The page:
Photo: Let Ideas Compete via Flickr Wearing medical masks to help prevent disease is common throughout China and the rest of Asia.
The novel coronavirus from China that had infected at least 634 people as of early today has led some media to report about the potential of a pandemic.
Reporters localizing the story for their audiences should be able to answer these questions: When does an infectious disease outbreak become a pandemic, and is it likely with this virus? How worried should Americans be? Continue reading
Wuhan is about 200 miles south of Beijing and is a major transportation hub in China.
On New Year’s Eve, an infectious disease story emerged from China involving a mysterious pneumonia that has sickened dozens and raised alarm bells across Asia.
While the Chinese government says the outbreak, which began on Dec. 12, hasn’t resulted in any deaths, the strange illnesses are a cause of concern because China was the epicenter of SARS (severe acute respiratory syndrome) in 2003. SARS sickened 3,100 people and killed 774 in 37 countries in less than a year. Continue reading
Photo: M M via FlickrLive poultry market in Xining, China.
Ongoing trade tensions between the U.S. and China are having an impact on the global economy and potentially U.S. biosecurity.
Late in the summer of 2018, New York Times reporter Emily Baumgaertner authored a story breaking the news that China had stopped providing samples of a flu virus – named H7N9 – with U.S. health authorities. The H7N9 bird flu [the influenza virus is named with H’s and N’s based on their protein makeup] has been circulating in China since 2013 and has spread through poultry farms. Continue reading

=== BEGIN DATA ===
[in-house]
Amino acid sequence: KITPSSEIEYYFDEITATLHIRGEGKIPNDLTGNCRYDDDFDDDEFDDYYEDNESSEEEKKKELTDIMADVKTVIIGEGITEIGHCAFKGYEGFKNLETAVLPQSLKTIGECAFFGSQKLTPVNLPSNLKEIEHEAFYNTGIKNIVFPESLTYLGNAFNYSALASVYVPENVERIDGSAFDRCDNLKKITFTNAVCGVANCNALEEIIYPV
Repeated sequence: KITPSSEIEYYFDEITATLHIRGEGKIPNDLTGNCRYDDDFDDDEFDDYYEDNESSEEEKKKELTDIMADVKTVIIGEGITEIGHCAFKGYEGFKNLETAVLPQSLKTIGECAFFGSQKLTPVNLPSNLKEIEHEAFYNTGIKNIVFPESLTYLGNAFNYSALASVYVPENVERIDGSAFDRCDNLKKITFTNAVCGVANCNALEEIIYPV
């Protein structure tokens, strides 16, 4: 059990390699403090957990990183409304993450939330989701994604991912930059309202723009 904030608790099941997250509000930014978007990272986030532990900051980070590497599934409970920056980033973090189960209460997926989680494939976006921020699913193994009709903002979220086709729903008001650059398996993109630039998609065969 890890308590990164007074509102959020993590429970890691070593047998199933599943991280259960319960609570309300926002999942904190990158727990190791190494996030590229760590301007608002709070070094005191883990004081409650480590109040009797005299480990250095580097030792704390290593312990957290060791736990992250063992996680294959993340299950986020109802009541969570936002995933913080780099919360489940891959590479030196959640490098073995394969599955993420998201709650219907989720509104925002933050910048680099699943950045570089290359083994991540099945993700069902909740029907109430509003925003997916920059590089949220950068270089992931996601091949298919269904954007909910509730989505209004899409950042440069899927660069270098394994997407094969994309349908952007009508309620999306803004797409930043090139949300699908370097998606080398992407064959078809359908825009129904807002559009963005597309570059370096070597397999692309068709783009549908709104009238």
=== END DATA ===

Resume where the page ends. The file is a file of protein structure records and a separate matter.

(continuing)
Bloomberg News reports that pharmaceutical companies in China are poaching thousands of trained physicians, many of them recent grads, to become sales representatives in the massive push to take advantage of China’s exploding drug market. The companies can offer salaries that are two to three times those the physicians would earn otherwise, and Bloomberg’s sources estimate that as many as 14,000 more Chinese doctors will become marketers in the coming five years.
The hiring boom is hampering China’s three-year, $131 billion effort to stem a massive shortage of doctors in rural and peripheral areas and provide basic health insurance to at least 90 percent of the population. Paradoxically, it’s that same push, and the demand for drugs that it has created, that’s providing the incentive for big pharma’s Chinese campaigns. One pharmaceutical representative told Bloomberg that China is expected to overtake the United States as his company’s largest market within the decade, and companies have been budgeting accordingly.
Foreign drugmakers like Sanofi and their local affiliates will hire at least 35,000 sales staff by the end of 2014, Aon Hewitt China estimates, based on a survey of 24 companies. The same employers had 33,000 on staff at the end of 2010. About 30 to 40 percent of people recruited for sales jobs will have a medical degree, said Jarroad Zhang, a consulting director with Aon Hewitt in Shanghai.
Following a series of crises involving food and drug products imported from China, the U.S. Food and Drug Administration is opening offices in Beijing, Guangzhou and Shangai this week.
Two recent articles about the safety of imports from China and the FDA’s lack of oversight provide some background:
- Time: Heparin’s deadly side effects – Reporter Bill Powell follows the manufacturing process of heparin in China, noting that “It is jarring to see where a drug like heparin begins.”
- The New York Times Magazine: The safety gap – Gardiner Harris says he has “rarely written about a subject that both branded and generic drug makers wanted to discuss less.”